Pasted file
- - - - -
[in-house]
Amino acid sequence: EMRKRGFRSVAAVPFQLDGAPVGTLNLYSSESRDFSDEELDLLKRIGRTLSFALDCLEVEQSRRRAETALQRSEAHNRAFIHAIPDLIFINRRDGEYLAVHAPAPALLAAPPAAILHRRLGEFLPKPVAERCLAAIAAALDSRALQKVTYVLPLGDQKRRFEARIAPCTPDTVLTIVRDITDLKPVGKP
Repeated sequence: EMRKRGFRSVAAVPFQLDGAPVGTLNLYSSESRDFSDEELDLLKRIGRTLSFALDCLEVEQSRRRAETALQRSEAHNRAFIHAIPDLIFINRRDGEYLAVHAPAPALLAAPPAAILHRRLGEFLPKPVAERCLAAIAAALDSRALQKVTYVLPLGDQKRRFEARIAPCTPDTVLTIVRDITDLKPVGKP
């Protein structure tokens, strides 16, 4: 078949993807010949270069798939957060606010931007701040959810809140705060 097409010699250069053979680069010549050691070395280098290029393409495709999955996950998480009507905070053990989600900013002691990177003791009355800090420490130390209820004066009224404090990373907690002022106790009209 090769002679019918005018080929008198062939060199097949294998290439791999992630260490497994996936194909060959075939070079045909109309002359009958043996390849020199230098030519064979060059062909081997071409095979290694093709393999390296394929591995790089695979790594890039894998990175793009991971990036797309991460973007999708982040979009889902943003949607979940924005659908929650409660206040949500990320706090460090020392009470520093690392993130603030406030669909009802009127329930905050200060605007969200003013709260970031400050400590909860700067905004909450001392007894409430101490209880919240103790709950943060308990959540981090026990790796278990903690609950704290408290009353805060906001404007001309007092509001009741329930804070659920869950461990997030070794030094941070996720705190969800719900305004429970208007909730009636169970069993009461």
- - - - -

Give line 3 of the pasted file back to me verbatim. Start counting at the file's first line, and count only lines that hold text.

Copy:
Repeated sequence: EMRKRGFRSVAAVPFQLDGAPVGTLNLYSSESRDFSDEELDLLKRIGRTLSFALDCLEVEQSRRRAETALQRSEAHNRAFIHAIPDLIFINRRDGEYLAVHAPAPALLAAPPAAILHRRLGEFLPKPVAERCLAAIAAALDSRALQKVTYVLPLGDQKRRFEARIAPCTPDTVLTIVRDITDLKPVGKP